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Tears flow as family reveals grief from teen's allergy death

A GRIEF-STRICKEN mother who is losing her hair, a father who blames himself, a little girl who doesn't understand and an older sister trying to hold it all together.

That is the shattered life of Raymond Cho's family, 18 months since the 16-year-old died after a severe allergic reaction to a walnut biscuit he ate at his Sydney school.

His older sister, Fiona, told Glebe Coroner's Court on Thursday her family had been happy and full of joy before Raymond collapsed at Ashfield Boys' High School on May 19 last year.

She said patches of her mother Lian's hair had fallen out in reaction to losing her son.

''As we watch more strands of her hair come out each day it [is] a constant reminder of the pain our family has gone through,'' Ms Cho said, as many in the public gallery sobbed.

Ms Cho said she often heard her parents weeping at night, knowing they blamed themselves.


''I know they are crying themselves to sleep,'' she said. ''I watch my parents cry and feel totally hopeless.''

Her sister, six-year-old Amanda, always asked when Raymond would come back to play with her. The girl wrote a letter to the inquest, after being told lots of people would listen because they cared about Raymond.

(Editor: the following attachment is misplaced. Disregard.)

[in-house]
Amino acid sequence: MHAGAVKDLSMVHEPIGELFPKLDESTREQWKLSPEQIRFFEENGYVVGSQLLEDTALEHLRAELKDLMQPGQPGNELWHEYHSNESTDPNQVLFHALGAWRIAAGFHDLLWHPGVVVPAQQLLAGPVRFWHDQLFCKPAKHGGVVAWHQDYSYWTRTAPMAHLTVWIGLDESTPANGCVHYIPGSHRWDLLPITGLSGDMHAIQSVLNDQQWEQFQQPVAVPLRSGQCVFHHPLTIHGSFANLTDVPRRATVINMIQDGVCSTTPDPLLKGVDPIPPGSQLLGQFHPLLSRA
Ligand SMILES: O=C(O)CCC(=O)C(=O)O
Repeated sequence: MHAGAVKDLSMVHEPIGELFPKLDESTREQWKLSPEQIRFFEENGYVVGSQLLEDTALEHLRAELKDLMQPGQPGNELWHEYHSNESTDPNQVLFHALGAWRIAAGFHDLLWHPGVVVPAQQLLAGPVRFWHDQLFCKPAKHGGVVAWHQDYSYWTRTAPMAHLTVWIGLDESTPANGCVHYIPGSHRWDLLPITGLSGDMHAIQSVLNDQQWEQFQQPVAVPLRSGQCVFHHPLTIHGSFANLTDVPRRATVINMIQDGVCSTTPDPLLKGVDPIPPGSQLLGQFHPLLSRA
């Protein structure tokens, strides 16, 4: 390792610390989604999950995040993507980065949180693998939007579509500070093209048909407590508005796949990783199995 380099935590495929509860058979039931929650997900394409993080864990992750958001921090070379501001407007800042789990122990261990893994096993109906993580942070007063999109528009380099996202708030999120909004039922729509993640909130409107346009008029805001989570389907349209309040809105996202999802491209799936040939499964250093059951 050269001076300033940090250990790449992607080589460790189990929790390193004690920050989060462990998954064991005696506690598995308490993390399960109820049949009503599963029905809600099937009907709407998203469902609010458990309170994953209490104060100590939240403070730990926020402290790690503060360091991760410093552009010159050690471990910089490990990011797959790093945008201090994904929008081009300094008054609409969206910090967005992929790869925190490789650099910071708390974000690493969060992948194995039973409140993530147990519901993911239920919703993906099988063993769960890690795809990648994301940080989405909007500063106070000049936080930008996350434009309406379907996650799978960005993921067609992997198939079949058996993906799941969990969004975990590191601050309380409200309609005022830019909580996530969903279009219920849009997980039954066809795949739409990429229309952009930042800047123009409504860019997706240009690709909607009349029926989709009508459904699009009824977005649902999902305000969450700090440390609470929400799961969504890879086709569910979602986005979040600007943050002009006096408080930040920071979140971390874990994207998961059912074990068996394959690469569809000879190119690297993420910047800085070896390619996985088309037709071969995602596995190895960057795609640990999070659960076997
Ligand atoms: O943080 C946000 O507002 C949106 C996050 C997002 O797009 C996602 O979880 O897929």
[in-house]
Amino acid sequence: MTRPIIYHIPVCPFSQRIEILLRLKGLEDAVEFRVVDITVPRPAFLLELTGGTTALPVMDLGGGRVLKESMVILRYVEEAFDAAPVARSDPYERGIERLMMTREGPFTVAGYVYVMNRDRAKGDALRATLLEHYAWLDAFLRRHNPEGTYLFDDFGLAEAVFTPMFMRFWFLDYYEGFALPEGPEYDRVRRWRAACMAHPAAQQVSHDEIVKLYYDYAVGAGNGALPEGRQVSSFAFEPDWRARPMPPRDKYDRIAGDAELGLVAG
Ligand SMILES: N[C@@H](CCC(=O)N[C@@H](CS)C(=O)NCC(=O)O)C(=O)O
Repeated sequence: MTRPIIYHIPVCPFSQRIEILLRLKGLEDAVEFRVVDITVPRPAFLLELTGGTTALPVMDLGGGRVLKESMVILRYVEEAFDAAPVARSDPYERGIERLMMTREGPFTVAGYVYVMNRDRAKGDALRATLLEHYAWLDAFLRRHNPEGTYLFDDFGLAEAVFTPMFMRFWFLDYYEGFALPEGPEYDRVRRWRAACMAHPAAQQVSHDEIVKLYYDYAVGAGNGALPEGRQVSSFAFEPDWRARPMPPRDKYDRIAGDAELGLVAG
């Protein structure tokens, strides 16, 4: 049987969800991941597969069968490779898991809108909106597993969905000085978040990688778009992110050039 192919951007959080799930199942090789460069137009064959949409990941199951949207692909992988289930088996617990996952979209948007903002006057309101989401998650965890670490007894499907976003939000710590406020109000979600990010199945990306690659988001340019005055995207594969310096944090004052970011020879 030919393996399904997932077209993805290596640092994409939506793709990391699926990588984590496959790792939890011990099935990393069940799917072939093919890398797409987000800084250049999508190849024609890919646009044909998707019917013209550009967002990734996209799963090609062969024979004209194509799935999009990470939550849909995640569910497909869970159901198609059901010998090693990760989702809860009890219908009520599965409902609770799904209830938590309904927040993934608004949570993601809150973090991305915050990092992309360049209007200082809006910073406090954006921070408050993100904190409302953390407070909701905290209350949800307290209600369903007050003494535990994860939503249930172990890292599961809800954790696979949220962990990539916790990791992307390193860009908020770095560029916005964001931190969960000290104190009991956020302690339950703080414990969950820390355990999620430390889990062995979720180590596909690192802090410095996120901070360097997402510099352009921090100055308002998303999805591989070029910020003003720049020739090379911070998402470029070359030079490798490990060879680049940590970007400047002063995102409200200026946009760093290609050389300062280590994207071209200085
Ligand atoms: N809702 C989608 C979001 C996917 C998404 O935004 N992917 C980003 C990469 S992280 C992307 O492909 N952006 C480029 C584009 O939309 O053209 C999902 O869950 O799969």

''I love my brother Raymond Cho for ever, ever, gigantic ever,'' she wrote. ''My brother was so kind to me. Now my brother is not here, my heart is feeling very, very different.''

Fiona Cho said though her brother suffered asthma and the nut allergy, he grew up to be strong and active.

She said the day Raymond collapsed, he had offered to bring home ice-cream for the family.

''These are the last words he said to me and the last time I heard his voice,'' she said. ''We are still in shock that something has happened to our little hero.''

The five days he was in a coma were among the hardest days of the family's life, she said.

''We were hoping and praying for a miracle, for Raymond to wake from his coma … for this nightmare to end. Our miracle never came.''

Earlier, Dr Robert Loblay, the director of the allergy unit at Royal Prince Alfred Hospital, told the inquest Raymond may have accepted the cookie because he used the word ''peanut'' to describe all nuts.

The inquest heard Raymond said he was allergic to peanuts when the biscuits were offered, but took a bite when he found out they contained walnuts.

''There are … characteristics which are cultural which make the kids less inclined to complain or make a nuisance of themselves,'' he said.

''Quite a few of the children who died of anaphylaxis in NSW … were in fact Asian.''

The State Coroner, Mary Jerram, will hear final submissions on Friday.